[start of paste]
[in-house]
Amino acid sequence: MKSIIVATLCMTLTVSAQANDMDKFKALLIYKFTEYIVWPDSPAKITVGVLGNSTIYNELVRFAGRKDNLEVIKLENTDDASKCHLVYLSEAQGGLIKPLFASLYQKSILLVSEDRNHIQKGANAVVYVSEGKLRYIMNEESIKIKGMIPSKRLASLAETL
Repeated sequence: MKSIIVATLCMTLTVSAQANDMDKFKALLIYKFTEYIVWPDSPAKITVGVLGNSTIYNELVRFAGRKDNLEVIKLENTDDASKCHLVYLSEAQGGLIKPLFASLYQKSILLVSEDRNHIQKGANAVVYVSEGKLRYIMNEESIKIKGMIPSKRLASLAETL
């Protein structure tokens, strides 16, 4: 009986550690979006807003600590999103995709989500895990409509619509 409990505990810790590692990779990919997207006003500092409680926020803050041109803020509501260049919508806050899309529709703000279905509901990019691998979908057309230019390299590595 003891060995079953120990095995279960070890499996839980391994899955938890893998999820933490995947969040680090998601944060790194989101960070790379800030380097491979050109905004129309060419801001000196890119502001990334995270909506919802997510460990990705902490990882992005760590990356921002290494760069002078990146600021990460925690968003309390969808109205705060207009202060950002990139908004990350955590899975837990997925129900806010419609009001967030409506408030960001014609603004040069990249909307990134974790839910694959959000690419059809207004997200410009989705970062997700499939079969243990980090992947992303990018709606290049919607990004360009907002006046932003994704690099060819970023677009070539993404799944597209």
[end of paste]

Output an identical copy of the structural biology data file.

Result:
[in-house]
Amino acid sequence: MKSIIVATLCMTLTVSAQANDMDKFKALLIYKFTEYIVWPDSPAKITVGVLGNSTIYNELVRFAGRKDNLEVIKLENTDDASKCHLVYLSEAQGGLIKPLFASLYQKSILLVSEDRNHIQKGANAVVYVSEGKLRYIMNEESIKIKGMIPSKRLASLAETL
Repeated sequence: MKSIIVATLCMTLTVSAQANDMDKFKALLIYKFTEYIVWPDSPAKITVGVLGNSTIYNELVRFAGRKDNLEVIKLENTDDASKCHLVYLSEAQGGLIKPLFASLYQKSILLVSEDRNHIQKGANAVVYVSEGKLRYIMNEESIKIKGMIPSKRLASLAETL
């Protein structure tokens, strides 16, 4: 009986550690979006807003600590999103995709989500895990409509619509 409990505990810790590692990779990919997207006003500092409680926020803050041109803020509501260049919508806050899309529709703000279905509901990019691998979908057309230019390299590595 003891060995079953120990095995279960070890499996839980391994899955938890893998999820933490995947969040680090998601944060790194989101960070790379800030380097491979050109905004129309060419801001000196890119502001990334995270909506919802997510460990990705902490990882992005760590990356921002290494760069002078990146600021990460925690968003309390969808109205705060207009202060950002990139908004990350955590899975837990997925129900806010419609009001967030409506408030960001014609603004040069990249909307990134974790839910694959959000690419059809207004997200410009989705970062997700499939079969243990980090992947992303990018709606290049919607990004360009907002006046932003994704690099060819970023677009070539993404799944597209």